One final thing to mention is that large calorie deficits, particularly for sustained time periods, can affect hormone production and sleep quality as a result.

Certain Foods Are Known to Affect Sleep Quality

On top of your general diet, specific foods can cause sleep trouble for certain people.

Most foods won’t have that much of an effect. For example some people say that garlic or ginger cause insomnia, others say they make it better. Either way, it will be a small difference if you eat those foods in reasonable quantities.

However, there are a few foods that are different:

  • Coffee, energy drinks, and other caffeine sources - It’s pretty obvious to most that caffeine consumption affects sleep, which numerous studies confirm (7,8). While the amount of caffeine ingested matters, as a whole, caffeine consumers are about 1.4 times to develop insomnia than the general population. See how caffeine causes insomnia for more specific detail.
  • Sugar - The effect of sugar consumption on sleep has been studied fairly extensively in school children. Multiple studies have suggested that consuming a large amount of refined sugar can cause sleep issues and even insomnia (9,10).

There are also some controversial foods and drinks like green tea. Green tea can contribute to insomnia in some, and improve sleep in others. It usually comes down to the caffeine content of the tea, as well as when it is consumed.

Nutritional Supplements

Too many people hold the misconception that taking tons of vitamin supplements is what healthy people do.

But just as lacking a nutrient is harmful, having too much of certain ones can also cause health issues, including sleep problems.

For now we don’t have guides to every single supplement out there, but here are a few:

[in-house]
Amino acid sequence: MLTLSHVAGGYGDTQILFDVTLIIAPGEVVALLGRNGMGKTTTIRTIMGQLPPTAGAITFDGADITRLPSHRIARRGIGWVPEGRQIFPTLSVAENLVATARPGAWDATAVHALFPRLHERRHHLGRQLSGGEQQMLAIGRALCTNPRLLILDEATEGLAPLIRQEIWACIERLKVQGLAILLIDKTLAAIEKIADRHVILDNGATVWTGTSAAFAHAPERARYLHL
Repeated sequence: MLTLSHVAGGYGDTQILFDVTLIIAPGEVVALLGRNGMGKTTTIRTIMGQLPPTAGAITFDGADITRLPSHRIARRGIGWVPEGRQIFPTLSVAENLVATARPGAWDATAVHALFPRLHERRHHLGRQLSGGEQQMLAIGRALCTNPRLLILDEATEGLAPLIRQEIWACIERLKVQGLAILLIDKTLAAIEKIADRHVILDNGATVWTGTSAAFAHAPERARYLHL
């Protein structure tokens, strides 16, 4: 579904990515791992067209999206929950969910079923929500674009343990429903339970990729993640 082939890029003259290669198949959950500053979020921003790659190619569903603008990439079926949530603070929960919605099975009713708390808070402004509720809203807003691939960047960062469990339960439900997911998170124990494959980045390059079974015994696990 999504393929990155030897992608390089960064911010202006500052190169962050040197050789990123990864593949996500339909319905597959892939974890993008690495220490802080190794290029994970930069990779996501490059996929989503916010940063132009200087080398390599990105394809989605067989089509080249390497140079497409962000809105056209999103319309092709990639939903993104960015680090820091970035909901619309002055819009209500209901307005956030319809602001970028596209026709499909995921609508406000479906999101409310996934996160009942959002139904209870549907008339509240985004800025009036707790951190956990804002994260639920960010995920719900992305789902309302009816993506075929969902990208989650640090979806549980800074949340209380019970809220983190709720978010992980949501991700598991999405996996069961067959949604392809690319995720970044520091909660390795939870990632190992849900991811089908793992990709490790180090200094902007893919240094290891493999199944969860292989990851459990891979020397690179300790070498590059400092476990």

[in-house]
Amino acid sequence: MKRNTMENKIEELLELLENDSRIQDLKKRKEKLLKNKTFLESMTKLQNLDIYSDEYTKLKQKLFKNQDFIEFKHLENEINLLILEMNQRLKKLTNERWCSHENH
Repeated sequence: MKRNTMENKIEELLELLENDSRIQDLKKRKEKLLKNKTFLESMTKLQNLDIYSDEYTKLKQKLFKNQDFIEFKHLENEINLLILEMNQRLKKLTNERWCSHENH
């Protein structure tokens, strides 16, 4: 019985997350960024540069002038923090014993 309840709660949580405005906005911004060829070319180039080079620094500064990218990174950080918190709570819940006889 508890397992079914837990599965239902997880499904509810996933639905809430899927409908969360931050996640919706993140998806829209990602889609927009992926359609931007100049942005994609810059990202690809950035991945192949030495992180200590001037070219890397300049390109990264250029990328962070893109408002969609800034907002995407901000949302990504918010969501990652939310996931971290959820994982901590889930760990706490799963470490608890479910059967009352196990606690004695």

• Can zinc cause insomnia? - For most people, zinc improves sleep quality, but there are some that it doesn’t.
  • Can too much Vitamin D cause insomnia? - It’s pretty hard to get too much vitamin D from the sun, but too much vitamin D from supplements can cause sleep trouble.
  • Can magnesium glycinate cause insomnia? - For those with a magnesium deficiency, a supplement typically improves sleep quality. However, some people get too much magnesium or have a reaction to this particular type of magnesium.
  • Does CoQ10 cause insomnia? - Research suggests that CoQ10 supplementation may improve aging, heart health, fertility, and more. However, some patients do report it causing sleep problems.

One other factor to consider is that supplements and medications can have unexpected interactions with each other, causing sleep issues and other serious health problems.

That’s why even for something that seems simple like a vitamin D supplement, it’s recommended to consult a doctor before taking it.

Substance Use

This is a short section because everyone knows that drugs of almost any kind will have some effect on behavior, and that includes sleep in most cases.

Insomnia is most prevalent in drinkers that have 3 or more alcoholic drinks per day. Even if you quit drinking, insomnia usually lasts 3-6 months after.

Harder drugs are going to have even more significant effects, but not surprisingly they have not been studied in depth (can’t exactly go around giving people illegal drugs).

Stress, Anxiety, and Overthinking

When it comes to mental health, stress levels are arguably the most important factor.

Research shows that most acute (temporary) insomnia is caused by stressful events (11). This can lead to recurring insomnia.

People that are fairly stressed or anxious all the time are much more likely to develop chronic insomnia and other conditions like depression.

One important aspect to note is that the severity of sleep issues directly correlates to the relative amount of anxiety (12). In other words, even if you can’t completely fix your anxiety or stress levels, even improving them a bit can have significant effects on your sleep.

Poor Sleep Hygiene

The average Western person’s sleep hygiene is not good, and poor sleep hygiene is one of the biggest risk factors of insomnia.

Issues like anxiety or hormone changes are either unfixable or they take a long time. But sleep hygiene can be improved almost instantly, so it’s a no-brainer for most people with sleep issues to focus on at first.

See our complete guide to sleep hygiene for insomnia for full details. In summary, the most important things to avoid are: